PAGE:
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Volume 8 (Page 16)
United States Department of Justice
Board of Immigration Appeals
MATTER OF W–
In SECTION 245 Proceedings
Decided by Regional Commissioner February 18, 1958
Approved by Assistant Commissioner November 3, 1958
Nonquota status--Eligibility as spouse of United States citizen-- Mexican "mail order" divorce not recognized in California.
Applicant for adjustment of status under section 245 of the 1952 act has not established claim to nonquota status through California marriage to United States citizen spouse where applicant's prior marriage was terminated by Mexican "mail order" divorce not ordinarily recognized as valid by California courts. (
Matter of B–
, 5 I. & N. Dec. 659, and
Matter of P–
, 4 I. & N. Dec. 610, distinguished.)
BEFORE THE REGIONAL COMMISSIONER
This matter comes forward on appeal from an order of the District Director, San Francisco, dated November 1, 1957, denying subjects' applications for adjustment of status from non-immigrants to that of persons lawfully admitted for permanent residence, as provided for under section 245 of the Immigration and Nationality Act. The denial was predicated on a finding that the appellants were not entitled to classification as nonquota immigrants and that quota immigrant visas were not immediately available to t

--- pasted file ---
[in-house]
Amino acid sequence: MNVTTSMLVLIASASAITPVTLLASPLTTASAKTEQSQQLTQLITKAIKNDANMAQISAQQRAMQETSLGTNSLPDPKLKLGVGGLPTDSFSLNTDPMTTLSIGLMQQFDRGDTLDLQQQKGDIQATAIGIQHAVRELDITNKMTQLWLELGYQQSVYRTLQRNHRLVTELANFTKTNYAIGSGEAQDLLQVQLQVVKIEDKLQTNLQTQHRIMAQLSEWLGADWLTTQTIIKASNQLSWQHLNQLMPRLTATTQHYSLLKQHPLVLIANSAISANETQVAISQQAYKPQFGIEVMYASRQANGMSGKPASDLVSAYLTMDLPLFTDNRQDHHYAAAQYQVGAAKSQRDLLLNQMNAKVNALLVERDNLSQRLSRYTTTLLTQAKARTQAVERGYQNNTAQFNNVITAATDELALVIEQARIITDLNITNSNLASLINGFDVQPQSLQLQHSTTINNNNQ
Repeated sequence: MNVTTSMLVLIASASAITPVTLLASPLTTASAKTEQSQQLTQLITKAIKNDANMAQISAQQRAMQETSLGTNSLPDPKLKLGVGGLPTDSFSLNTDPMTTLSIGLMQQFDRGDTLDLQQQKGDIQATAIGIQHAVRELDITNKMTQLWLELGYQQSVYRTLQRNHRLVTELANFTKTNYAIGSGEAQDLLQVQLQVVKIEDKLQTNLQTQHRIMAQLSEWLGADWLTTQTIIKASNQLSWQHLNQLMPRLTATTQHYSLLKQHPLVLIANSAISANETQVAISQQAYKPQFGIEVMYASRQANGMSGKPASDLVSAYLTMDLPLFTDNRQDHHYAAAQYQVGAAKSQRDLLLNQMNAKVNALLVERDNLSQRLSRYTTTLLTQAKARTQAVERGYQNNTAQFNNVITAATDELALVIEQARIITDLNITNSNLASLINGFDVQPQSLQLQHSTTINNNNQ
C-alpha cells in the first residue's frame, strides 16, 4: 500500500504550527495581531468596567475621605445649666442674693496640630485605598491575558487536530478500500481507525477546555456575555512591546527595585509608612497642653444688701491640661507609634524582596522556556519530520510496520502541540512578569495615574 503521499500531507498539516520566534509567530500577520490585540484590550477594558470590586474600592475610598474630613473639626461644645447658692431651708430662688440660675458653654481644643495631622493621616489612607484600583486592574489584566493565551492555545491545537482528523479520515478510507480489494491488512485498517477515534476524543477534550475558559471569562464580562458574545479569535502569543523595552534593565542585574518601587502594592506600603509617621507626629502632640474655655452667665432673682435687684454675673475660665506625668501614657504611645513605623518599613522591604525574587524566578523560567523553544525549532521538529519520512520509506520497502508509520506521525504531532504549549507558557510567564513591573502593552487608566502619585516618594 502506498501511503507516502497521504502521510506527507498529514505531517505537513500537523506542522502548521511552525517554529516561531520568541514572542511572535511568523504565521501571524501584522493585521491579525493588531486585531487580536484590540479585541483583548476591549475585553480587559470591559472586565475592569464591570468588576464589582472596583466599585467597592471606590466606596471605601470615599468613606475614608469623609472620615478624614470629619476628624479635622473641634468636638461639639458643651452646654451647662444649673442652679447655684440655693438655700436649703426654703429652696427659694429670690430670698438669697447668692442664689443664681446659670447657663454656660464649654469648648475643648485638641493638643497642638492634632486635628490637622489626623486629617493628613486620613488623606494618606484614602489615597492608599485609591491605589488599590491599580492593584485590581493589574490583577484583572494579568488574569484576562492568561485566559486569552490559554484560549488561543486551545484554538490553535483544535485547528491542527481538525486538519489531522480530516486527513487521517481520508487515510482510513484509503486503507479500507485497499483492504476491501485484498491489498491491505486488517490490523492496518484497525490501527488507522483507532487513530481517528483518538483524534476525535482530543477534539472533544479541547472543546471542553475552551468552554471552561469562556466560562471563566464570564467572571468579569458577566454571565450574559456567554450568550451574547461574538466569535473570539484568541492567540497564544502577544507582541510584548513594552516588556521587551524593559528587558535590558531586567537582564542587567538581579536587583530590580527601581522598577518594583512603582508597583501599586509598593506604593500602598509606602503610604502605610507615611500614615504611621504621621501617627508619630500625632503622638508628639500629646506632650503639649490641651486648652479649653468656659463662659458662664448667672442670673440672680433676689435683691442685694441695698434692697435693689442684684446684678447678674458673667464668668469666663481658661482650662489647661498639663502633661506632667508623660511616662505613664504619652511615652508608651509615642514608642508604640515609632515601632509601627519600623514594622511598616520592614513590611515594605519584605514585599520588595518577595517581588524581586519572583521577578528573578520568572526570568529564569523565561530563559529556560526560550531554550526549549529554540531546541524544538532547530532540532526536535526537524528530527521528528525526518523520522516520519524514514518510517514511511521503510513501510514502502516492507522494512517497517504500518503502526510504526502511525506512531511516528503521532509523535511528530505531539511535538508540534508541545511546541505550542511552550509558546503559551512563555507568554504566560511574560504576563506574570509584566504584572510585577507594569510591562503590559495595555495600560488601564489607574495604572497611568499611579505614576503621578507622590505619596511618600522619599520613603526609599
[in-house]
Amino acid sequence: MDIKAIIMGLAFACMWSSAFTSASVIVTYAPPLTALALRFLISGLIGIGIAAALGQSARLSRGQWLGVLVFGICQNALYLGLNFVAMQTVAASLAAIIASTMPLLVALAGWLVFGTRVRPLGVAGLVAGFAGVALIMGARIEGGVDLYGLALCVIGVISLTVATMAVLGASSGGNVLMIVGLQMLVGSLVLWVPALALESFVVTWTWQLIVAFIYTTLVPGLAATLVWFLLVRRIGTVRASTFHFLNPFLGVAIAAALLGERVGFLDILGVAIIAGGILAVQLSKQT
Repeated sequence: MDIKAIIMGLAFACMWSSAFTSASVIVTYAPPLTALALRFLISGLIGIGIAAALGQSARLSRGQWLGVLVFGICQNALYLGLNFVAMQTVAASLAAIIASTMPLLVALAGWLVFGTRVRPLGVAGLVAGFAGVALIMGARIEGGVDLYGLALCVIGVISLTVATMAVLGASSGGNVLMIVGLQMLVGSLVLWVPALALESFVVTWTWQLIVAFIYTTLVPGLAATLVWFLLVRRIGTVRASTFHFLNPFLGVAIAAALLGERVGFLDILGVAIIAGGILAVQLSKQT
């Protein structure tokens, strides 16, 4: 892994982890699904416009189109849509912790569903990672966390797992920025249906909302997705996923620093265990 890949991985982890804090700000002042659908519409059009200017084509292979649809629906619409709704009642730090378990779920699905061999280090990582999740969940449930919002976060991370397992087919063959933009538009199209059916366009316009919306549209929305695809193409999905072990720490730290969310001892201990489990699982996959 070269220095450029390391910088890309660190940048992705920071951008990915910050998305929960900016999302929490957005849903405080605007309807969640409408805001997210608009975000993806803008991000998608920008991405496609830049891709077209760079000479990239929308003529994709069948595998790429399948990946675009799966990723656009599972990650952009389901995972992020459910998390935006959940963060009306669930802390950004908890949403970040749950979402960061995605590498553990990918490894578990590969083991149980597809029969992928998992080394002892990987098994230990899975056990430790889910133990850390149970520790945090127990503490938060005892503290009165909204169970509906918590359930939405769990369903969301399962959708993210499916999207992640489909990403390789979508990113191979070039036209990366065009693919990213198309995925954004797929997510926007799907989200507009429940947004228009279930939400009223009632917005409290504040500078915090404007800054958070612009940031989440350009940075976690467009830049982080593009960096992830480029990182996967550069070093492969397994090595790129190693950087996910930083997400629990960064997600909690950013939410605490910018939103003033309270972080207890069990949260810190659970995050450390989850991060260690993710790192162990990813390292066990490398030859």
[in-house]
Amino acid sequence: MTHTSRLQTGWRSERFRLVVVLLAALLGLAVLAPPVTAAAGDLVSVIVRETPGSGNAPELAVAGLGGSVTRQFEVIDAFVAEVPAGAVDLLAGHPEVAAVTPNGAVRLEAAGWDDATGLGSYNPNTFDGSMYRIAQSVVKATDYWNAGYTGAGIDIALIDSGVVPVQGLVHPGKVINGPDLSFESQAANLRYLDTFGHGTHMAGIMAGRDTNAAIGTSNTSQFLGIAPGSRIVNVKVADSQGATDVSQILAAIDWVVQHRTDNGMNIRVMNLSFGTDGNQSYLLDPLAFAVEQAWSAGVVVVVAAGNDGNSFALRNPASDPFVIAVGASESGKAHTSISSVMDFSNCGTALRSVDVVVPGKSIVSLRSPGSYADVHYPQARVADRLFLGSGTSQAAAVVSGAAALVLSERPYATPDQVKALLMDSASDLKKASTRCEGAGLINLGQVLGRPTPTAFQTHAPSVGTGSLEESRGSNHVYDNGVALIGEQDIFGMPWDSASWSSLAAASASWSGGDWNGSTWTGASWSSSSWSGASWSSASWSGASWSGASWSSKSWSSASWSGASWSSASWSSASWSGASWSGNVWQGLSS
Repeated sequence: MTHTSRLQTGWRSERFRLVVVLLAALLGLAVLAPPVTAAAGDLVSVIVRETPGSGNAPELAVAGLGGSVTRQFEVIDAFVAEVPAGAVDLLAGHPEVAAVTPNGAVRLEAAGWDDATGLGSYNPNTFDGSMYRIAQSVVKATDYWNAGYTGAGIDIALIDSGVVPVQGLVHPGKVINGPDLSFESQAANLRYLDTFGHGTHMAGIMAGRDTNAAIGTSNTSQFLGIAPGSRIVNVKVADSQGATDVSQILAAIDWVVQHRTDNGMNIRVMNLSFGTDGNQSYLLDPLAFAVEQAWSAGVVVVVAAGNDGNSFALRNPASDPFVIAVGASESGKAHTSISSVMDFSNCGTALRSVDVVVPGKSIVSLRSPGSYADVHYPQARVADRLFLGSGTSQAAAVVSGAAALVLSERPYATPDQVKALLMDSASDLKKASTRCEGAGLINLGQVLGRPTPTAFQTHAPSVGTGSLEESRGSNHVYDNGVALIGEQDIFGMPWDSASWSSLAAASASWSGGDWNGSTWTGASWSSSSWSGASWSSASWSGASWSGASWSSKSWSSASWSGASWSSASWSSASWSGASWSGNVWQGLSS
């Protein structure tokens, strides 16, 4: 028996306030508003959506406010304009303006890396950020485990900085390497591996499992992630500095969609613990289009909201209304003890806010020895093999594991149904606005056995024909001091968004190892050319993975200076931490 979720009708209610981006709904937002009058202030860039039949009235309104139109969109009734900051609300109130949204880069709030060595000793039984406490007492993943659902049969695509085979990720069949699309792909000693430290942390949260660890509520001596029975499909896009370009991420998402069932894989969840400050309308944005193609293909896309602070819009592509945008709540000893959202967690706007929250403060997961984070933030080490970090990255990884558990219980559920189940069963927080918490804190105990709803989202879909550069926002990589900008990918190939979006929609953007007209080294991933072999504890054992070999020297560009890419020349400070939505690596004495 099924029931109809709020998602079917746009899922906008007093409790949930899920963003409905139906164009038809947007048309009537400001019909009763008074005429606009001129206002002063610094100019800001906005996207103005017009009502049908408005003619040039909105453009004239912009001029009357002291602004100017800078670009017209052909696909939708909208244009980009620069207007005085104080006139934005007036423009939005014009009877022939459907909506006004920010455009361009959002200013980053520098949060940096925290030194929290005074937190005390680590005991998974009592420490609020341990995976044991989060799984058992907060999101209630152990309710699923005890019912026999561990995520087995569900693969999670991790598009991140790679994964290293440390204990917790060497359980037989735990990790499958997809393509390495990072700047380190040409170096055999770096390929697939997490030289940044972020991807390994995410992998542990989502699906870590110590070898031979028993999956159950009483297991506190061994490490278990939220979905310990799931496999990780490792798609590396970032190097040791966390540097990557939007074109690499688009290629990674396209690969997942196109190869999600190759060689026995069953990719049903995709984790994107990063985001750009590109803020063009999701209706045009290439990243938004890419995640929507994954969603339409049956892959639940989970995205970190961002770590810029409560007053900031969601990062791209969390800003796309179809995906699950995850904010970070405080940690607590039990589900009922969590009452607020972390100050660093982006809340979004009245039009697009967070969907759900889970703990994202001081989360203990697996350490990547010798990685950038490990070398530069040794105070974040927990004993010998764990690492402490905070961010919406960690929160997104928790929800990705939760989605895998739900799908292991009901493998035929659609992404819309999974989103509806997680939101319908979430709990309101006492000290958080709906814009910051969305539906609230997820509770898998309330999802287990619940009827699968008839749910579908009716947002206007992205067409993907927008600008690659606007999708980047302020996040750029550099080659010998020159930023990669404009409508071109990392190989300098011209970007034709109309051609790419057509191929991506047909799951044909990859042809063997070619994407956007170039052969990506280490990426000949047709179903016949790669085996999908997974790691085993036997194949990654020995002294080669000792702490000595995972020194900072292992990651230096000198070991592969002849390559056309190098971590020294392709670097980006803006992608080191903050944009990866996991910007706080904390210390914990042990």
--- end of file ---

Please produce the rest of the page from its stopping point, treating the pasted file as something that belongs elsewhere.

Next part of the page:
he appellants at the time the applications were filed, as the quota of the Philippines to which they were chargeable was then oversubscribed.
The facts are not in dispute. The appellants are a 35-year-old female, hereinafter called "the applicant," and her 2 minor sons, 12 and 16 years of age. All are natives and citizens of the Philippines. They last entered the United States at Honolulu, T.H., on June 10, 1955, at which time they were admitted as nonimmigrant visitors under section 101(a)(15)(B) for a period expiring on September 30, 1955. On September 15, 1955, they applied under section 248 for changes in their nonimmigrant classification, an